We are investing in vital victim support services to the tune of more than £150 million this year. The forthcoming victims Bill will enshrine victims’ rights in law and explore the provision of domestic abuse and sexual violence support. We are also working with the Home Secretary to develop new violence against women and girls and domestic abuse strategies to help to drive a step change in response to these crimes.
During this pandemic, we have seen an unprecedented rise in domestic abuse cases in the UK. In my constituency, the Broxtowe Women’s Project has worked tirelessly to support many victims of domestic violence. Will the Minister outline what the Government are doing to ensure that they are tackling domestic abuse? Will he also set out their plans to provide long-term support, both to those who are directly affected and to their children, who often do not receive the support they need?
I am extremely grateful to my hon. Friend for bringing that organisation to prominence; I am grateful to it for the valuable work that no doubt it has done, alongside others, during these dreadful past 16 months or so. For our part, we have boosted funding for specialist services by £51 million to support victims through the covid-19 pandemic and beyond. That included £20.7 million for local community-based sexual violence and domestic abuse services and a £27 million investment over two years to recruit more independent sexual and domestic violence advisers. The landmark Domestic Abuse Act 2021 contains new measures to protect victims and will be followed by new violence against women and girls and domestic abuse strategies, while the victims Bill will further transform victims’ experience. I hope that that will have an impact in Broxtowe, along with the rest of the country.
“Domestic abuse victims have to be taken seriously and listened to”.
That is a direct quote from a letter to me from a constituent who suffered physical, emotional and financial abuse at the hands of her now ex-partner. She came to my surgery not to talk about him, but for help with dealing with the police, who she says mishandled her case and have not taken her seriously. Instead of believing that the red marks on her neck were from an attempted strangulation, they responded that the marks were too thin and did not look serious enough. They also did not follow up on the spy camera in her home.
Victims of domestic violence and abuse have told me that the burden of proof is on them. Can the Minister tell me what steps he is taking to bring about a culture change in the police so that victims of domestic violence are believed from the outset?
Obviously, I am very alarmed to hear about that incident. I hope that the hon. Lady will advise her constituent, if she is unhappy, to pursue a complaint about her treatment through the provisions available to her, both through the Metropolitan police and through the Independent Office for Police Conduct. As part of our work over the next few months towards a new violence against women and girls strategy, we will be engaging the police to ensure that, as the hon. Lady says, every victim who comes forward to the police and makes allegations of such a serious nature is taken into account.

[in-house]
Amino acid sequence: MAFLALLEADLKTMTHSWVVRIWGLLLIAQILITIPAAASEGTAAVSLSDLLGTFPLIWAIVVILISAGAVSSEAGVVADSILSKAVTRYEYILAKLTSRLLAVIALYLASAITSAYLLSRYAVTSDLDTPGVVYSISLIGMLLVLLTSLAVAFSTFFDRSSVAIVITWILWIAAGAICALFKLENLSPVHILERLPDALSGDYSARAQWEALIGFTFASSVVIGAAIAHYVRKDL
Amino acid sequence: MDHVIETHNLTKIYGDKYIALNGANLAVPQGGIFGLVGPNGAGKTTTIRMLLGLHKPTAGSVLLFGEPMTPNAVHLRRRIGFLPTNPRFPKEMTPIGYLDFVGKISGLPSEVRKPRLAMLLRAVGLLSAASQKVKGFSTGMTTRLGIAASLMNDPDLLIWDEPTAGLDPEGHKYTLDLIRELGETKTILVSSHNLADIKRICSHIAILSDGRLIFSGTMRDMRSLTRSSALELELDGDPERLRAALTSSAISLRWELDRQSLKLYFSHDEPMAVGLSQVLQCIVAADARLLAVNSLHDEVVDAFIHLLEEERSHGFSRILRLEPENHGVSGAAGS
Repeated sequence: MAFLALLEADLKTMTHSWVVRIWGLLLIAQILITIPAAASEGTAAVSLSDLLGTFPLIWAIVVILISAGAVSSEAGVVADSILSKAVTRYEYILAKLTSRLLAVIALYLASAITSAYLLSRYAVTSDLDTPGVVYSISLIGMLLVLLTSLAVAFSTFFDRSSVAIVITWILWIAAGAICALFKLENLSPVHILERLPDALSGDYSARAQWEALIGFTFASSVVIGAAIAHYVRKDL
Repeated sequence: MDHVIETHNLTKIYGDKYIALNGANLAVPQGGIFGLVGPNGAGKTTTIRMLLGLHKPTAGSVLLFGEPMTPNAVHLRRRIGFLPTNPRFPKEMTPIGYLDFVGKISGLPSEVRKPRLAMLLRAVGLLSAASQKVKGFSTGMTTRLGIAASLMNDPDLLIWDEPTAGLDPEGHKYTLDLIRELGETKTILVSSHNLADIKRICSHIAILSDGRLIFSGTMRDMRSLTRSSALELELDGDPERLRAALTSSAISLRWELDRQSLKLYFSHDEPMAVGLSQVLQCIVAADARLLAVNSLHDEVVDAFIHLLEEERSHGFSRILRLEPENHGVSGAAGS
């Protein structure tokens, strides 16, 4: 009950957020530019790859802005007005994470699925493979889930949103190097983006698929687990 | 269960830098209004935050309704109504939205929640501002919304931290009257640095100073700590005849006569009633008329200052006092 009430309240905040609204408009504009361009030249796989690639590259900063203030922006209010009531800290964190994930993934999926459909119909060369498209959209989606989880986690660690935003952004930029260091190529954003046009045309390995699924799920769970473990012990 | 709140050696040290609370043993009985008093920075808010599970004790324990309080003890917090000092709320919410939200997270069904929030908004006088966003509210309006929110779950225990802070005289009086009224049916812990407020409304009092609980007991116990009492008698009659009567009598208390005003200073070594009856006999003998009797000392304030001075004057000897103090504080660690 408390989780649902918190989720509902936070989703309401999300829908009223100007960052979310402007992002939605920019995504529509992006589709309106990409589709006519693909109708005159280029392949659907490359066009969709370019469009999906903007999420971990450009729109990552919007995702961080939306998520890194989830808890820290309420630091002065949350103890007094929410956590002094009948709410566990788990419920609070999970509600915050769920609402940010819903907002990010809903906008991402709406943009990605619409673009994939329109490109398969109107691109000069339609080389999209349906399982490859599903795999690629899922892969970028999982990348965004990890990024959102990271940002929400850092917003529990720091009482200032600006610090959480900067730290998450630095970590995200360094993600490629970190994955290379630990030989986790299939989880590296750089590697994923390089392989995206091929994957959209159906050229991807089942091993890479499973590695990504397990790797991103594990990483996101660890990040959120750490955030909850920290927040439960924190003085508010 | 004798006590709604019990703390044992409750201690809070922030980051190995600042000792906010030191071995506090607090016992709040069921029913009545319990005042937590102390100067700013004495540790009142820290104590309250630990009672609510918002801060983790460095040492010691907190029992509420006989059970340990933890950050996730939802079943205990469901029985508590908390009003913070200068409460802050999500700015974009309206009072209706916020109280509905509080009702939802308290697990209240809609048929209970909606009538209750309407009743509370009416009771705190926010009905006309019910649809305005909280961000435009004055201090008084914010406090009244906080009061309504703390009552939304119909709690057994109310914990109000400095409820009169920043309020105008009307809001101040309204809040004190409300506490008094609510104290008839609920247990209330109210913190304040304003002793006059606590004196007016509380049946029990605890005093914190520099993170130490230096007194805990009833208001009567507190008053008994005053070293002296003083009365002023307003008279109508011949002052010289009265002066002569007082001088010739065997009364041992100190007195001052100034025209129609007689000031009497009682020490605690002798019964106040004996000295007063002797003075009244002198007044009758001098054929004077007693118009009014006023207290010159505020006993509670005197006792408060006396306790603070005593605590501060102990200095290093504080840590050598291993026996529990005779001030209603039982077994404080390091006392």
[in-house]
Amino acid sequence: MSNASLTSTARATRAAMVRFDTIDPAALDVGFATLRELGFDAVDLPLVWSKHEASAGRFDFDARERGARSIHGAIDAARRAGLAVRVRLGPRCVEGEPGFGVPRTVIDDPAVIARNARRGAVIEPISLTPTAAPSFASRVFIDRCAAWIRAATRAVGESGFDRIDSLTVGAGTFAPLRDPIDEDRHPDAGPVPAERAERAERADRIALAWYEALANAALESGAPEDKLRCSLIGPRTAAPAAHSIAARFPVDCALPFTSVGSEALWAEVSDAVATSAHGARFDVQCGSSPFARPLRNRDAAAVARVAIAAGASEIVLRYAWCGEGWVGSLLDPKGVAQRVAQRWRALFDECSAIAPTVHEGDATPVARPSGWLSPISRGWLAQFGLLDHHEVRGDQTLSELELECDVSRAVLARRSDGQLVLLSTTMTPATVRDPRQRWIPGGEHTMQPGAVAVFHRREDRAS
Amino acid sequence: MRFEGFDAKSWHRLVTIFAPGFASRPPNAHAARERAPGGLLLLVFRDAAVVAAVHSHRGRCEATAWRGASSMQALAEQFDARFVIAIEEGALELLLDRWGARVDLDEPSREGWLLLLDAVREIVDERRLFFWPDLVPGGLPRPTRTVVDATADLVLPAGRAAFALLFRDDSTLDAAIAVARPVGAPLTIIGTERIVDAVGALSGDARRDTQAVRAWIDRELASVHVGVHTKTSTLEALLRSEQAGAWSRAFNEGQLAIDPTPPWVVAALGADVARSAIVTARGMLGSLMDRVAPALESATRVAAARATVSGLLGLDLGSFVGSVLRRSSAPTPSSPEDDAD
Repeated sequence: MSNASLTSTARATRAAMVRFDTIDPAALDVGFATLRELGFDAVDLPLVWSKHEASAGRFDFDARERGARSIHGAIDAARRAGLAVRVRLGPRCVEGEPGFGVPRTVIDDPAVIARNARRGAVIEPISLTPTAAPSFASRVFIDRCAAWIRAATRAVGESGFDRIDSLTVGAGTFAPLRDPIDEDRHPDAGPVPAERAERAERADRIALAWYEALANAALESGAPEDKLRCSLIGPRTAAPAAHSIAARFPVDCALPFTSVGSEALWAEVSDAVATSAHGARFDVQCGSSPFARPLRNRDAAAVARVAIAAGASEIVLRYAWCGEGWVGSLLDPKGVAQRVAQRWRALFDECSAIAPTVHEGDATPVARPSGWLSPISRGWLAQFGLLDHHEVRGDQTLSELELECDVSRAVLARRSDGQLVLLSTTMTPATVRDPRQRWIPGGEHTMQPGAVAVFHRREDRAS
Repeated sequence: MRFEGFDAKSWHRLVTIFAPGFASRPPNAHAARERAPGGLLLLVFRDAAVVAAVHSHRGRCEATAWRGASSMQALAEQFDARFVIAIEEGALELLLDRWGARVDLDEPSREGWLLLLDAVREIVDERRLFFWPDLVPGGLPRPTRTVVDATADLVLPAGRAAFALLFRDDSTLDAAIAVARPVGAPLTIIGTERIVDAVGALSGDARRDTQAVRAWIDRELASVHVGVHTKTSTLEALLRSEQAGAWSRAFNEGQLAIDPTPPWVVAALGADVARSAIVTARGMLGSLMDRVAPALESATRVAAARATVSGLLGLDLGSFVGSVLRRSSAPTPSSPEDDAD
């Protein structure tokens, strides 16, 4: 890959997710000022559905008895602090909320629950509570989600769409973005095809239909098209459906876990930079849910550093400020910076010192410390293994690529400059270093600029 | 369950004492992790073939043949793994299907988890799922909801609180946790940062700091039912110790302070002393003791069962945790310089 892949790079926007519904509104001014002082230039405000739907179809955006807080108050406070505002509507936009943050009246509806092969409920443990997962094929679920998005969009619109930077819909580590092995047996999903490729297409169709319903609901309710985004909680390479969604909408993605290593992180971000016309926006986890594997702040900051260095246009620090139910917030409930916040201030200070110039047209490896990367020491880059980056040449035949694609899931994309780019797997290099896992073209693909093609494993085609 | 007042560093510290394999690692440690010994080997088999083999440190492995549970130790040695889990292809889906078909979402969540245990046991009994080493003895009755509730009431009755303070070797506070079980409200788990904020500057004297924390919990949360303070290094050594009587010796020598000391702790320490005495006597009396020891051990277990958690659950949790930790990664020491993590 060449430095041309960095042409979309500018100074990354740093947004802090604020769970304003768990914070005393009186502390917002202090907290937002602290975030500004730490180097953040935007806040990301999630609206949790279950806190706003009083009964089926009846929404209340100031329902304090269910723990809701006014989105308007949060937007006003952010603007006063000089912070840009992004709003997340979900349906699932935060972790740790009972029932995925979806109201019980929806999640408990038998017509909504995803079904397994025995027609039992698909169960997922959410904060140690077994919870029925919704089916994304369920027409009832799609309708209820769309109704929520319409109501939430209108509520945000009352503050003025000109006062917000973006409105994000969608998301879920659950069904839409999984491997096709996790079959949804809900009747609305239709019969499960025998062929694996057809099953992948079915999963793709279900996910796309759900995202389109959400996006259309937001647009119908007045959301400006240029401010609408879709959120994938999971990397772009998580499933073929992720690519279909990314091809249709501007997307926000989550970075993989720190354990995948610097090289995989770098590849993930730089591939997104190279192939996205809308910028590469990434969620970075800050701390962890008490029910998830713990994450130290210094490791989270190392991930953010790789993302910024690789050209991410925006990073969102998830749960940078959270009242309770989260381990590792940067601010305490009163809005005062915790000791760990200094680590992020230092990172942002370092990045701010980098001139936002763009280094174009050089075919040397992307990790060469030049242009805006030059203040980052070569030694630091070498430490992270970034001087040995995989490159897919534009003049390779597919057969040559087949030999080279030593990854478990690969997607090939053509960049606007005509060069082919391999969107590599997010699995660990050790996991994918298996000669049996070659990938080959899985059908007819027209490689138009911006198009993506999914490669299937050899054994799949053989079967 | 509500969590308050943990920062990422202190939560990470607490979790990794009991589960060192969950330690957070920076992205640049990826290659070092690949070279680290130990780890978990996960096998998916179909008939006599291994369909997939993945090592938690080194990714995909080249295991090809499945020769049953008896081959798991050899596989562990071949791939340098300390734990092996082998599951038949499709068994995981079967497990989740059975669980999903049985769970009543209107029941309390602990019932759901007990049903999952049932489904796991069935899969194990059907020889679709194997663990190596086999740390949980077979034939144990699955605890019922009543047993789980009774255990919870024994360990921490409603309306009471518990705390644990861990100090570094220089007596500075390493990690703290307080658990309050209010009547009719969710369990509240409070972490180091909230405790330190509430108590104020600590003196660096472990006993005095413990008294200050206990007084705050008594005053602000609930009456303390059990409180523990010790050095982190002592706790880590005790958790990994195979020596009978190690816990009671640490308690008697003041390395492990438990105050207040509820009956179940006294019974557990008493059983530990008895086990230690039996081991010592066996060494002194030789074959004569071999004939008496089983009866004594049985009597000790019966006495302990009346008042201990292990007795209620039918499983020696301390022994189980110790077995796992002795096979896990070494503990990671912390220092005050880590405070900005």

I have to say that, while I am sorry to hear about that experience, I have witnessed some very good and important work by the police, not least the Metropolitan Police Service. I recently visited its predatory offenders unit, which specifically targets those who commit domestic violence and abuse where the victim is too afraid to pursue a prosecution, and looks for other ways to apprehend the perpetrator and put them behind bars.
Henriett Szucs and Jan Mustafa were brutally murdered, and their bodies were found in the freezer of a known violent sex offender. Their deaths were avoidable, had it not been for a catalogue of failures within the justice system—failures that allowed this man the freedom to repeatedly commit horrifying crimes—and the collapse in victim safeguarding. Two women each week are murdered by a current or former partner, and apologies simply are not enough. I do not see the necessary action being taken to prevent the next Henriett or Jan. Labour has a ready-to-go plan, including a review of domestic violence and homicides; new progress indicators, as we have in Wales; more sustainable funding; and better access to specialist support services. The Minister has the power to stop violence against women being an afterthought in the justice system, so will he work with us to achieve it?
I obviously reject the assertion that violence against women—or, indeed, anybody—is an afterthought for this Government. I do not think anybody could look at what we have done over the past two years and think that we have done anything other than throw our entire weight behind the fight against violence. Specifically, the hon. Lady will have noted that one of the five key priorities set by the National Policing Board for the whole of the criminal justice system, including the police, has been the suppression and reduction of murder, a third of which are domestic. She will be interested to know that I am now entering the second round of homicide murder roundtables with police forces across the country and looking at their murder prevention strategies to ensure that they get ahead of exactly the kind of heinous crime that she points to. We know that the perpetrators of murder in this country have, on average, seven previous offences. That means that we should be able, as she rightly says, to identify them before they commit that catastrophic and appalling act, and that is exactly what we are trying to do.